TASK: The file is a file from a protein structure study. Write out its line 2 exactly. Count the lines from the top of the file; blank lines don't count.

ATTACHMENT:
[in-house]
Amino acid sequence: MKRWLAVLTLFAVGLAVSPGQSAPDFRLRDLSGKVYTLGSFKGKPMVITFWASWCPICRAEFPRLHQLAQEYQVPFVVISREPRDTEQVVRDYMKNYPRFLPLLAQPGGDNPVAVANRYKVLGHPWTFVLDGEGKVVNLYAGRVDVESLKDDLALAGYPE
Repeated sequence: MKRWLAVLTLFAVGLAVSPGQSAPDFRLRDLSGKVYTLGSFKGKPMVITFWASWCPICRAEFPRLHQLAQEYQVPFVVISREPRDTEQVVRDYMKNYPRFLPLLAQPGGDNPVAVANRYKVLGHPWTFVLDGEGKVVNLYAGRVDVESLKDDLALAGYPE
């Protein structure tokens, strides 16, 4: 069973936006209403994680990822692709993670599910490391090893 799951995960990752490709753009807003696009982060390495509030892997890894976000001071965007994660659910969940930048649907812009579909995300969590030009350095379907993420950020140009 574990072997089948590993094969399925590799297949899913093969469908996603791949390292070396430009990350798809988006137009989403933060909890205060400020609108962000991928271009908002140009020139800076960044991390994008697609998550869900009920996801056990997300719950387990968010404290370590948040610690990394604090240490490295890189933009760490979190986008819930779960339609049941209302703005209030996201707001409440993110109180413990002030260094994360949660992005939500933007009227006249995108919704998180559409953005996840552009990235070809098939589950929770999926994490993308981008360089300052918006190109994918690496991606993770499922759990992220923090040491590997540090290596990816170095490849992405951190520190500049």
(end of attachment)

Amino acid sequence: MKRWLAVLTLFAVGLAVSPGQSAPDFRLRDLSGKVYTLGSFKGKPMVITFWASWCPICRAEFPRLHQLAQEYQVPFVVISREPRDTEQVVRDYMKNYPRFLPLLAQPGGDNPVAVANRYKVLGHPWTFVLDGEGKVVNLYAGRVDVESLKDDLALAGYPE